More Studies Support Health IT Implementation
As the federal government prepares to release billions of dollars in stimulus funding for health information technology, a series of reports and studies released this week offered new evidence that the technology has the power to improve care and research.
"Health care experts say EMRs will make medicine safer, more efficient, and more cost effective, and three quarters of the public say they're all for it," the Charlotte Observer reports, citing the latest issue of Health Affairs. The Observer highlights evidence that, if implemented correctly, the technology can help patients "skip trips to the doctor;" quickly get lab test results; forget about packing x-rays on the way to visit a new doctor; double check recommendations on drug interactions; and keep track of their own or family members' health care from afar (Shute, 5/26).
Meanwhile, a new report published by the New England Healthcare Institute calls for a "makeover" of primary-care practices, which would include the expanded use of health information technology, Modern Healthcare reports (DerGurahian, 5/26).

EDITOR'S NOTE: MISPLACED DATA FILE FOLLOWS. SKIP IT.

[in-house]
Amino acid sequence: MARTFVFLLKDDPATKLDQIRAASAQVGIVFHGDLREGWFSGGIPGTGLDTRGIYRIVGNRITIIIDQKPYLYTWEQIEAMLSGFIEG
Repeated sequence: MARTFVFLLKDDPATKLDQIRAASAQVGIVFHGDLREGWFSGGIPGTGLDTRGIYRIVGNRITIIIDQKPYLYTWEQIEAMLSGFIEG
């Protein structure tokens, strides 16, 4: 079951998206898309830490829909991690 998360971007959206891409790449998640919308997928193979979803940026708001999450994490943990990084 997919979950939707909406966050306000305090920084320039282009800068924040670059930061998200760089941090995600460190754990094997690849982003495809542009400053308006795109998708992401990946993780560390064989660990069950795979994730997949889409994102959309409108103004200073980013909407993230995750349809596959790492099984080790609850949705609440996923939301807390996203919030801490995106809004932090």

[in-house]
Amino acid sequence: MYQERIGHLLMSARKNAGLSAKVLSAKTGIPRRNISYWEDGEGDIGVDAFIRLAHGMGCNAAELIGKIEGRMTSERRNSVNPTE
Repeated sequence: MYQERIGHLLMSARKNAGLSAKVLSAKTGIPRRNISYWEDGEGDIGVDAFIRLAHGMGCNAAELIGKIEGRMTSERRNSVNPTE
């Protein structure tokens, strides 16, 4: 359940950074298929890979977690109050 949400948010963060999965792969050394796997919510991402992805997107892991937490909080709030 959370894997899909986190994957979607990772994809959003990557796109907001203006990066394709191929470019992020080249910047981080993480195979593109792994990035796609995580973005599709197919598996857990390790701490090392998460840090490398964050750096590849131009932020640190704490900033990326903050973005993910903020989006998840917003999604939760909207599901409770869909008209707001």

On the research front, Kaiser Permanente, the California-based HMO and health care provider, broke new ground using the health information technology they already have. Kaiser Permanente's study of children whose parents refuse immunizations for pertussis or whooping cough found that those kids are 23 times more likely to catch the disease, the Portland Oregonian reports. The study was "the first to use electronic medical records to track immunization refusals and possible pertussis infections" (Colburn, 5/27).This is part of the Morning Briefing, a summary of health policy coverage from major news organizations. Sign up for an email subscription.